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After the First World War, the victors treated Germany with the same contempt Nigeria is treating Igbos. Two decades later, there was a Second World War, far costlier than the first. Germany was again defeated, but this time, they won a more honourable peace. Our present political leaders have no sense of History. There is a new Igbo man, who was not born in 1966 and neither knows nor cares about Nzeogwu and Ojukwu. There are Igbo men on the street who were never Biafrans. They were born Nigerians, are Nigerians, but suffer because of actions of earlier generations. They will soon decide that it is better to fight their own war, and may be find an honourable peace, than to remain in this contemptible state in perpetuity.

The Northern Bourgeoisie and the Yoruba Bourgeoisie have exacted their pound of flesh from the Igbos. For one Sardauna, one Tafawa Balewa, one Akintola and one Okotie-Eboh, hundreds of thousands have died and suffered.

If this issue is not addressed immediately, no conference will solve Nigeria´s problems. By Sanusi Lamido Sanusi.

Being Excerpts from A Paper Presented At The “National Conference On The 1999 Constitution” Jointly Organised By The Network For Justice And The Vision Trust Foundation, At The Arewa House, Kaduna From 11th –12th September 1999.

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UN offers to help catch Mali jihadists behind amputations

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UN peacekeepers in Mali on Thursday offered to help bring to justice jihadists behind the amputation of suspected thieves’ hands and feet, an apparent revival of a practice that had all but vanished.

Speaking on condition of anonymity, local sources in Tin-Hama in eastern Mali said armed men drummed up a crowd on May 2, a market day, and cut the right hands and left feet off three men they paraded as thieves.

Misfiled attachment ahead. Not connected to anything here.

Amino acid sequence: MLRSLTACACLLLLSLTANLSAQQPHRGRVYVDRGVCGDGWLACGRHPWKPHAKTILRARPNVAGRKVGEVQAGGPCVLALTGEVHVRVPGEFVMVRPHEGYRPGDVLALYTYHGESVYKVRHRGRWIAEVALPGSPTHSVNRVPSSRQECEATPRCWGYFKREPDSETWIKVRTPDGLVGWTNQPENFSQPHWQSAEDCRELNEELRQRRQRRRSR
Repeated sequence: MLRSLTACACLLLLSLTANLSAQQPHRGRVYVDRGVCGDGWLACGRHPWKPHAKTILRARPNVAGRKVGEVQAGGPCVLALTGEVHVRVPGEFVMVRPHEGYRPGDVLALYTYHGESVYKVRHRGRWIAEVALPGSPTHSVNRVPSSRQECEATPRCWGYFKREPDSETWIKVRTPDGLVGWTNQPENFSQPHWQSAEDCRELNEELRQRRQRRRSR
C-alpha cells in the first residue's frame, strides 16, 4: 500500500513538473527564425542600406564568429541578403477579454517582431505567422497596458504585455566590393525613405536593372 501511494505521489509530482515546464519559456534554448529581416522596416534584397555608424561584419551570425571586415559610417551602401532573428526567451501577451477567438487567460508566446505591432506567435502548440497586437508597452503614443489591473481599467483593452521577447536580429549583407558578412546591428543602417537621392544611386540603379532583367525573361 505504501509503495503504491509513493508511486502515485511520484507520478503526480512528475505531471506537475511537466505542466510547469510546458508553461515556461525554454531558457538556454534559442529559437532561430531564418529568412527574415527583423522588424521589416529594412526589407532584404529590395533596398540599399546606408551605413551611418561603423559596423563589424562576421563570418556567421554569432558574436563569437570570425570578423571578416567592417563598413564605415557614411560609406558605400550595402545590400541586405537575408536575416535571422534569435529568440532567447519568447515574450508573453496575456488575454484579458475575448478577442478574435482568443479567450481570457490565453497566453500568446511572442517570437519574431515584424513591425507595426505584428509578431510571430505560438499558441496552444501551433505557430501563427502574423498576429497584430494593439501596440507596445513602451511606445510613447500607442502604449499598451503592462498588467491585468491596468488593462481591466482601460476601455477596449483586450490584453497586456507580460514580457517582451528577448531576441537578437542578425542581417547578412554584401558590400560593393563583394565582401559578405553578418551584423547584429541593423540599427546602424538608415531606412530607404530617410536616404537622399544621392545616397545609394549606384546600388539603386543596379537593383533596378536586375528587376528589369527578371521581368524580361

The gunmen are believed to have belonged to Islamic State in the Greater Sahara (ISGS), one of the main jihadist groups active in the Sahel region, the UN’s Minusma force said in a statement.

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“This kind of corporal punishment carried out by armed groups outside of any legal order is a serious infringement of human rights,” Minusma chief El-Ghassim Wade said.

UN forces stand ready to “support continuing enquiries by Malian authorities to fight impunity and ensure that the perpetrators of these acts are brought to justice,” he added.

Minusma also said it was deploying “significant security resources in the affected areas to step up protection of populations”.

The amputations “recall the horrors of the 2012 crisis” when jihadists and Touareg rebels took control of much of Mali’s north, the UN statement added.

At the time, various jihadist groups conducted public amputations, stonings, floggings and executions in major northern cities under their hardline interpretation of Islamic law.

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Since 2012, jihadist insurgents have spread across Mali’s centre and into neighbouring Burkina Faso and Niger, with thousands killed and hundreds of thousands displaced in the violence.

UN, African and French forces have failed to put an end to the insurgency.

Unidentified men killed one soldier when they attacked a Malian anti-terrorist unit near Tominian in the country’s centre late Wednesday, while the troops killed three of the assailants, a security official said on condition of anonymity.

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IPOB backs new directive by Cameroon’s Anglophone separatist leader